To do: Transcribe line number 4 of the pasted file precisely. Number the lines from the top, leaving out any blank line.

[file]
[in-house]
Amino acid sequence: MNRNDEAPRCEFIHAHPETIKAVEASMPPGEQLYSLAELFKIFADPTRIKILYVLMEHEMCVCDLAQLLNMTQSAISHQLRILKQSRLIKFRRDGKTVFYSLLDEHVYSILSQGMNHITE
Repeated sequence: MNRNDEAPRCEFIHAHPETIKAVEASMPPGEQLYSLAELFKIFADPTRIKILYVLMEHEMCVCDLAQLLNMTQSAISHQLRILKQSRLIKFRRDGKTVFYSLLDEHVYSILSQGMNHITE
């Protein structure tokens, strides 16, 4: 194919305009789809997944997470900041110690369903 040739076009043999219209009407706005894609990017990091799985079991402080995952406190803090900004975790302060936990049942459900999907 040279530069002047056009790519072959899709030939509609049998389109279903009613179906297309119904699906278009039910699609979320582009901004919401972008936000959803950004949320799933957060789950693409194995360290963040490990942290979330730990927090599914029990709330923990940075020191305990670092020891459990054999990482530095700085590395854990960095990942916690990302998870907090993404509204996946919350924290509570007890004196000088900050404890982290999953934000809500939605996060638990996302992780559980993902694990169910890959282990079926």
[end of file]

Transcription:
């Protein structure tokens, strides 16, 4: 194919305009789809997944997470900041110690369903 040739076009043999219209009407706005894609990017990091799985079991402080995952406190803090900004975790302060936990049942459900999907 040279530069002047056009790519072959899709030939509609049998389109279903009613179906297309119904699906278009039910699609979320582009901004919401972008936000959803950004949320799933957060789950693409194995360290963040490990942290979330730990927090599914029990709330923990940075020191305990670092020891459990054999990482530095700085590395854990960095990942916690990302998870907090993404509204996946919350924290509570007890004196000088900050404890982290999953934000809500939605996060638990996302992780559980993902694990169910890959282990079926």